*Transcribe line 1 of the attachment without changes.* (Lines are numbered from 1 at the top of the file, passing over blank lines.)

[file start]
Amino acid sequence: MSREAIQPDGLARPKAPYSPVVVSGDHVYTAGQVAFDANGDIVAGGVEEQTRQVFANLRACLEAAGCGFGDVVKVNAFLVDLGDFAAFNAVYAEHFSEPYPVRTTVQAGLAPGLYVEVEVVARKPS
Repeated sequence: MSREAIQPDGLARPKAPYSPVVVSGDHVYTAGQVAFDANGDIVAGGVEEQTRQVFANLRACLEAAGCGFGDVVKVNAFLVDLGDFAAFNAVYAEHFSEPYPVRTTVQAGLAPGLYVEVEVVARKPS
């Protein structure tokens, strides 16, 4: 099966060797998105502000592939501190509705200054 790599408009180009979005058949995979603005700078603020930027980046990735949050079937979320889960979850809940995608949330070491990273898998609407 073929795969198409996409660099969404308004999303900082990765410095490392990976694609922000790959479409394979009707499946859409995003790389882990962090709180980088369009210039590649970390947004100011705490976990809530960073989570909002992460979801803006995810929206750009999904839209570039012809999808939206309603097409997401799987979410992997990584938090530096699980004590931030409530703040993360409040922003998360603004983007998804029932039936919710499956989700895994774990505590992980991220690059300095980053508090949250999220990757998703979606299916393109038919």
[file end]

Amino acid sequence: MSREAIQPDGLARPKAPYSPVVVSGDHVYTAGQVAFDANGDIVAGGVEEQTRQVFANLRACLEAAGCGFGDVVKVNAFLVDLGDFAAFNAVYAEHFSEPYPVRTTVQAGLAPGLYVEVEVVARKPS